Meditate throughout the day and improve anything you do. Photo by Darius Bashar on Unsplash

Is your mind like Grand Central Station, with so many work thoughts coming and going that you don’t have a chance to pause and catch your breath? Do you frantically work on projects, focused on the next item on the agenda without regard to what it’s doing to you mentally and physically? Are you worried about whether the boss will like the finished product or thinking about what you’ll be doing this weekend? These out-of-the-moment episodes create loads of job stress and disconnect you from yourself and your surroundings. Before you know it, you’re mired in your own stress soup.

We all zone out once in a while. Your mind could be wandering right now. You could be thinking about what you ate for lunch and what you “should” have eaten. You could be worried about unpaid bills or about an unfinished project, wondering how you’ll meet the deadline. Or you might be replaying in your head an argument you had with your spouse. When your mind wanders too much, it stresses you out and causes you to make more errors on the job. Excessive mind wandering and mistakes at work carry large personal and business costs that harm job engagement, productivity and the company’s bottom line.

Keeping Your Mind On Task

Harvard researchers found that the human mind wanders 47% of the time, and that when you stray, you pay. When your mind wanders, you’re more stressed out and unhappy than when you stay in the here and now. The researchers found that people were happier—no matter what they were doing, even working overtime, vacuuming the house, or sitting in traffic—if they were focused on the activity instead of thinking about something else. A later University of Cincinnati study in 2021 supported the Harvard findings that mindfulness meditation—focusing your attention on the present moment—indeed abates mind wandering and keeps you on task. Regular mindfulness practices help us to automatically notice distracting thoughts like we might notice a blemish on the hand, set them aside and refocus on the task at hand.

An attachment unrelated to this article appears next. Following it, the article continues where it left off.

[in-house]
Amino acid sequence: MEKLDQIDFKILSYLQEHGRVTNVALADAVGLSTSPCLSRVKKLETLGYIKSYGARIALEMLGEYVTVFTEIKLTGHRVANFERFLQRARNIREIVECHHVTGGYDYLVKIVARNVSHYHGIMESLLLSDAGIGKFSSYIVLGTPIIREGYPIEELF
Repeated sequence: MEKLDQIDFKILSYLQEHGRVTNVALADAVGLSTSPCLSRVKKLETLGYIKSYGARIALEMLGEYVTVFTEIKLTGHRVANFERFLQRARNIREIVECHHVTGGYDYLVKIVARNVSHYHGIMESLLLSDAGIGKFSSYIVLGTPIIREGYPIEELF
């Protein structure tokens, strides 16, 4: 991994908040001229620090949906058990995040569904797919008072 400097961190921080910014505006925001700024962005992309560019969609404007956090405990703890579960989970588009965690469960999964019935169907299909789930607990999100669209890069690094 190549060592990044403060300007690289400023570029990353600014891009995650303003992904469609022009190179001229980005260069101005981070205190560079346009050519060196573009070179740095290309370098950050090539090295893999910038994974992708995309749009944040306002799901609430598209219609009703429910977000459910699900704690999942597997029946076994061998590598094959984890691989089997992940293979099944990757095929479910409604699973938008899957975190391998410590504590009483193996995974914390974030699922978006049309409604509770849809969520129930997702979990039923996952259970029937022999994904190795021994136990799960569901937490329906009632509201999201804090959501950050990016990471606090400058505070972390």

Reducing Your Errors At Work

It’s easy to get so caught up in the stress of the workday that you’re not totally aware of what you’re doing. Your thoughts go floating off into the wild blue yonder and you lose track and make more mistakes that take valuable time to go back and correct. Now there’s a preventive solution to reduce errors in the workplace: meditation.

Research at Michigan State University found that meditation can help you make fewer mistakes. In fact, the study showed that just one session of a guided meditation with a novice mediator produced changes in brain activity. The scientists recruited 200 participants to meditate for 20 minutes while monitored by an electroencephalogram (EEG), followed by a computerized distraction test. They discovered that meditation altered the participants’ brain activity in a way that suggested increased error recognition. “These findings are a strong demonstration of what just 20 minutes of meditation can do to enhance the brain’s ability to detect and pay attention to mistakes,” according to Jason Moser, one of the authors of the study. “It makes us feel more confident in what mindfulness meditation might really be capable of for performance and daily functioning right there in the moment.”